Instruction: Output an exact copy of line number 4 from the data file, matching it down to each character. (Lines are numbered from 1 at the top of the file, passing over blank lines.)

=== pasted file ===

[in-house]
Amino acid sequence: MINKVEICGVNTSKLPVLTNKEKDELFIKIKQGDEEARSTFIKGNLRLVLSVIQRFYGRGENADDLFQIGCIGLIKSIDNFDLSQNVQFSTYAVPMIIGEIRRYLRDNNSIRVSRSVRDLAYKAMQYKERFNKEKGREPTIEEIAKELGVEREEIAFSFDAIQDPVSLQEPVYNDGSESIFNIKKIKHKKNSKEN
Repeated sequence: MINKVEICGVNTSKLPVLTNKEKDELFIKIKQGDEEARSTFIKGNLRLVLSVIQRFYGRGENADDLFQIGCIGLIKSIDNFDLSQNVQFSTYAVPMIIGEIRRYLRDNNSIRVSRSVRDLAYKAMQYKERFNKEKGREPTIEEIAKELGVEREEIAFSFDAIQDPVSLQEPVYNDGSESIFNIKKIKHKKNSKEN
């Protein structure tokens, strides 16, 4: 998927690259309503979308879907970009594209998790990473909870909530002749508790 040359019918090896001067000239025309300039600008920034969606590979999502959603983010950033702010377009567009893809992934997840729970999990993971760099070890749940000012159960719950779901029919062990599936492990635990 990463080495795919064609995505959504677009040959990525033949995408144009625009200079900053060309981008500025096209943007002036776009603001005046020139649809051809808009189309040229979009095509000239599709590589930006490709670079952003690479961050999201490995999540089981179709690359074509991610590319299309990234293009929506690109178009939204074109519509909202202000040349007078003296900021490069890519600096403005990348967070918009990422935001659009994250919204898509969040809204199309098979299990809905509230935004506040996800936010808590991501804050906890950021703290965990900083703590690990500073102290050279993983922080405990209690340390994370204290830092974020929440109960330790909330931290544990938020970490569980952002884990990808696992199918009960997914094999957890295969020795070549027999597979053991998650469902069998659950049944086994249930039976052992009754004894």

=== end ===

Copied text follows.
């Protein structure tokens, strides 16, 4: 998927690259309503979308879907970009594209998790990473909870909530002749508790 040359019918090896001067000239025309300039600008920034969606590979999502959603983010950033702010377009567009893809992934997840729970999990993971760099070890749940000012159960719950779901029919062990599936492990635990 990463080495795919064609995505959504677009040959990525033949995408144009625009200079900053060309981008500025096209943007002036776009603001005046020139649809051809808009189309040229979009095509000239599709590589930006490709670079952003690479961050999201490995999540089981179709690359074509991610590319299309990234293009929506690109178009939204074109519509909202202000040349007078003296900021490069890519600096403005990348967070918009990422935001659009994250919204898509969040809204199309098979299990809905509230935004506040996800936010808590991501804050906890950021703290965990900083703590690990500073102290050279993983922080405990209690340390994370204290830092974020929440109960330790909330931290544990938020970490569980952002884990990808696992199918009960997914094999957890295969020795070549027999597979053991998650469902069998659950049944086994249930039976052992009754004894």